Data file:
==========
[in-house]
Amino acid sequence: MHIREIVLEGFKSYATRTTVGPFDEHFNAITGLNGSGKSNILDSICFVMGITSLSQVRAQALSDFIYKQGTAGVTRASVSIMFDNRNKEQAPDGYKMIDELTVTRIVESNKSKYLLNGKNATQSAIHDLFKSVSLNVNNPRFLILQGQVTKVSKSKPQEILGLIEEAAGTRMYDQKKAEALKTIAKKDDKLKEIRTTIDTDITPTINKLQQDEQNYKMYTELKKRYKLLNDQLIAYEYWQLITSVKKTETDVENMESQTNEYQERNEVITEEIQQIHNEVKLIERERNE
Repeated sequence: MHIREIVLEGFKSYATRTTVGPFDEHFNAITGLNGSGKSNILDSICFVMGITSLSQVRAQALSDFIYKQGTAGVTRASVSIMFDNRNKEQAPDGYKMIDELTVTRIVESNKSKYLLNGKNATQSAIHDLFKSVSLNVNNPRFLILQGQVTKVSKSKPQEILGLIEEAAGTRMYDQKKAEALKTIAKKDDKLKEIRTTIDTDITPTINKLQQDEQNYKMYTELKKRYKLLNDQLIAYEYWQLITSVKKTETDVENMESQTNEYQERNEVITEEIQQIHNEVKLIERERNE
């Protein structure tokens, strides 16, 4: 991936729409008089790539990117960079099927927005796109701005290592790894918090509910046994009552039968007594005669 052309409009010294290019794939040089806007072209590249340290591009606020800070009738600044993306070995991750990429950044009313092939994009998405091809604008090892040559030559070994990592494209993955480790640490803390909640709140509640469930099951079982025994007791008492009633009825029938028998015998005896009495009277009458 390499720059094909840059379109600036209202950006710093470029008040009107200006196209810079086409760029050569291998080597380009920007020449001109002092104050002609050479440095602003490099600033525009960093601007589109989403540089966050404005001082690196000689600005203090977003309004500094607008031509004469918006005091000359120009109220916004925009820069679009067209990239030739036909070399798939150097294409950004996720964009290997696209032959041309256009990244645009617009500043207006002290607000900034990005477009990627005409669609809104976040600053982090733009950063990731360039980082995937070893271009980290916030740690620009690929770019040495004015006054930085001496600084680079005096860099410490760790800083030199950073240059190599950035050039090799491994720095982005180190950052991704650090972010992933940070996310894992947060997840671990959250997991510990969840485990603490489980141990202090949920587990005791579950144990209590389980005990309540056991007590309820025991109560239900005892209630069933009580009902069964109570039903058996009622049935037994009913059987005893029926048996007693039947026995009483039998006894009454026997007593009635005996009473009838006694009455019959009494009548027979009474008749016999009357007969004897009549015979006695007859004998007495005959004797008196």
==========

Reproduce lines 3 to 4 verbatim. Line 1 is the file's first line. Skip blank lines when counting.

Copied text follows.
Repeated sequence: MHIREIVLEGFKSYATRTTVGPFDEHFNAITGLNGSGKSNILDSICFVMGITSLSQVRAQALSDFIYKQGTAGVTRASVSIMFDNRNKEQAPDGYKMIDELTVTRIVESNKSKYLLNGKNATQSAIHDLFKSVSLNVNNPRFLILQGQVTKVSKSKPQEILGLIEEAAGTRMYDQKKAEALKTIAKKDDKLKEIRTTIDTDITPTINKLQQDEQNYKMYTELKKRYKLLNDQLIAYEYWQLITSVKKTETDVENMESQTNEYQERNEVITEEIQQIHNEVKLIERERNE
């Protein structure tokens, strides 16, 4: 991936729409008089790539990117960079099927927005796109701005290592790894918090509910046994009552039968007594005669 052309409009010294290019794939040089806007072209590249340290591009606020800070009738600044993306070995991750990429950044009313092939994009998405091809604008090892040559030559070994990592494209993955480790640490803390909640709140509640469930099951079982025994007791008492009633009825029938028998015998005896009495009277009458 390499720059094909840059379109600036209202950006710093470029008040009107200006196209810079086409760029050569291998080597380009920007020449001109002092104050002609050479440095602003490099600033525009960093601007589109989403540089966050404005001082690196000689600005203090977003309004500094607008031509004469918006005091000359120009109220916004925009820069679009067209990239030739036909070399798939150097294409950004996720964009290997696209032959041309256009990244645009617009500043207006002290607000900034990005477009990627005409669609809104976040600053982090733009950063990731360039980082995937070893271009980290916030740690620009690929770019040495004015006054930085001496600084680079005096860099410490760790800083030199950073240059190599950035050039090799491994720095982005180190950052991704650090972010992933940070996310894992947060997840671990959250997991510990969840485990603490489980141990202090949920587990005791579950144990209590389980005990309540056991007590309820025991109560239900005892209630069933009580009902069964109570039903058996009622049935037994009913059987005893029926048996007693039947026995009483039998006894009454026997007593009635005996009473009838006694009455019959009494009548027979009474008749016999009357007969004897009549015979006695007859004998007495005959004797008196």